Episode 51: The Death of Newspapers

The life and death of the American newspaper is the main discussion topic for this episode. Noah and Eddie also respond to listener feedback from the last episode, which leads to a brief discussion of Snow Leopard.

Lame List nominations are given to machine-based translation services and Radio Shack’s ill-advised new marketing campaign.

Picks include Radiolab and DJ Earworm.


  1. Quote

    I really enjoyed the discussion about the newspaper industry – and I have to agree OregonLive.com is garbage. Aren’t there other BlahBlahLive.com sites based on the same software? I seem to remember seeing a clone someplace. At any rate OregonLive.com pales in comparison to the actual Oregonian – I think they would be better off without a web site. OregonLive is ugly, difficult to use, annoys you with dumb popups asking for demographic information, and is basically useless.

    Noah, I think you were hypothesizing that if a significant number of major newspapers (if not all) banded together in creating a subscription only service that it may entice users to subscribe either in print or digitally…you argued that you’d consider it. To add a sliver of anec-data I wouldn’t even give it a second thought. I haven’t subscribed to a newspaper in nearly 10 years.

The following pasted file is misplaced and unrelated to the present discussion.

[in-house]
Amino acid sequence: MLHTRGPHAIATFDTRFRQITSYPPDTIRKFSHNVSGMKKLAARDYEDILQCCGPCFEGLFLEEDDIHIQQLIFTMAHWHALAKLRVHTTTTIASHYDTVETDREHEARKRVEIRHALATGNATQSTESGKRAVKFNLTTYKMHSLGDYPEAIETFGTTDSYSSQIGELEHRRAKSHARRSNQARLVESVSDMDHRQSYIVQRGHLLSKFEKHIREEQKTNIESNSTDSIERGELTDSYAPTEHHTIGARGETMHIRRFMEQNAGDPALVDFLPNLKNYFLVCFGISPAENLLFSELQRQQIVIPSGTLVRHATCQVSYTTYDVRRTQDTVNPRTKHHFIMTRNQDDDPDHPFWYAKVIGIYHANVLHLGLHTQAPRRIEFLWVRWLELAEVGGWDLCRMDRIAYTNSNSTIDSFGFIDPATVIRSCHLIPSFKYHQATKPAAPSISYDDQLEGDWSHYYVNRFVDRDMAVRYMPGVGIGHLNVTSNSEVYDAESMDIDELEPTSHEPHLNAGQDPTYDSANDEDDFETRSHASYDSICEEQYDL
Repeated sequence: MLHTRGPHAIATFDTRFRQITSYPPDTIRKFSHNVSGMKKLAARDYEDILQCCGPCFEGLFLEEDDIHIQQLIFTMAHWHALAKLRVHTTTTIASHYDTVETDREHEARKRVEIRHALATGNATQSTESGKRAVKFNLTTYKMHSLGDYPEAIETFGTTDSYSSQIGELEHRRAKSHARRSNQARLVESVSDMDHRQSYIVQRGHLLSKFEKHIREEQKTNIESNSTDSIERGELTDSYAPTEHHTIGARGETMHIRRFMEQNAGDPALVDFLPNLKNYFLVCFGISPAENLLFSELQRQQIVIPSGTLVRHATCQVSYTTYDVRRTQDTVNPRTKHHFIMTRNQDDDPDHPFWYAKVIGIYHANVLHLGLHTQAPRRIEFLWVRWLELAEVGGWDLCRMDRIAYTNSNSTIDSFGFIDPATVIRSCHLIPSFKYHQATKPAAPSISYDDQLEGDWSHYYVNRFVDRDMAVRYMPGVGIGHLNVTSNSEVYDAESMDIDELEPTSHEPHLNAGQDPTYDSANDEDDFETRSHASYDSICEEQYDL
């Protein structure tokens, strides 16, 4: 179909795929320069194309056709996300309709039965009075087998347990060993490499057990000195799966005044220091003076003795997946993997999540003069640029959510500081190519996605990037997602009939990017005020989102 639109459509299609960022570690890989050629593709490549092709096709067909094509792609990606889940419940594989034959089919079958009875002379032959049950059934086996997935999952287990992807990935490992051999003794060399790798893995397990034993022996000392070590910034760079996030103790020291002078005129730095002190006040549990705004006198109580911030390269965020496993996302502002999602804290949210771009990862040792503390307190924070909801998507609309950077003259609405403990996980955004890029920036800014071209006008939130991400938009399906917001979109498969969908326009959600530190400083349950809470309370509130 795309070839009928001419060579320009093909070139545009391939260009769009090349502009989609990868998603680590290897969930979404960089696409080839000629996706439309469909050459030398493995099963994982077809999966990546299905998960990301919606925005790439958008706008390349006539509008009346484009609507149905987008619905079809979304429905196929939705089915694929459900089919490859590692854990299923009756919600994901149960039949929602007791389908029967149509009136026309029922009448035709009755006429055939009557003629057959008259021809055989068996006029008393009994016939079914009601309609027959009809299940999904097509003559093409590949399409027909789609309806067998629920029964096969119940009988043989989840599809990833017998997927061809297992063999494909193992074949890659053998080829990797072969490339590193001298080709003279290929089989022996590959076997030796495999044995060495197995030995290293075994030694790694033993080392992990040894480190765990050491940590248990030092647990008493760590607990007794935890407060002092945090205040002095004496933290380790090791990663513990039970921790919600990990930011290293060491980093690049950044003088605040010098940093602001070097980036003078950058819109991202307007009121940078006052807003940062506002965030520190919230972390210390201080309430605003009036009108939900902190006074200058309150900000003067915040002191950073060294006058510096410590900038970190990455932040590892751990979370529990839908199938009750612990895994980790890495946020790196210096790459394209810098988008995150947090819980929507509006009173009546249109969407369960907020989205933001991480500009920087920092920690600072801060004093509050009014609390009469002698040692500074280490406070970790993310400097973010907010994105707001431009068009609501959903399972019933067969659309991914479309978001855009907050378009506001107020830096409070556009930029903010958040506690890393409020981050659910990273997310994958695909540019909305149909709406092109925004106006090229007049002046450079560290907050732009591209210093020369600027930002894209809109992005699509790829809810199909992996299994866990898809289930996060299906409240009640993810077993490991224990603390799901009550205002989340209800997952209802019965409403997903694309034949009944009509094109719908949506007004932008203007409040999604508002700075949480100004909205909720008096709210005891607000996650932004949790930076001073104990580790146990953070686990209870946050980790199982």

I am curious how well major newspapers are doing on the Kindle and if that type of electronic publishing has a profitable future.

    Regarding Rosetta – OS X 10.6 (OS X.6?) will download and install Rosetta automatically when you launch an app which requires it. I run an ancient, beardy copy of Adobe Illustrator which triggered the install. It downloaded, installed, and then Illustrator ran just fine.

    Thanks for the free entertainment. (won’t someone think of the podcast industry?)

Leave a Comment



Formatting Your Comment

The following XHTML tags are available for use:

<a href="" title=""> <abbr title=""> <acronym title=""> <b> <blockquote cite=""> <cite> <code> <del datetime=""> <em> <i> <q cite=""> <strike> <strong>

URLs are automatically converted to hyperlinks.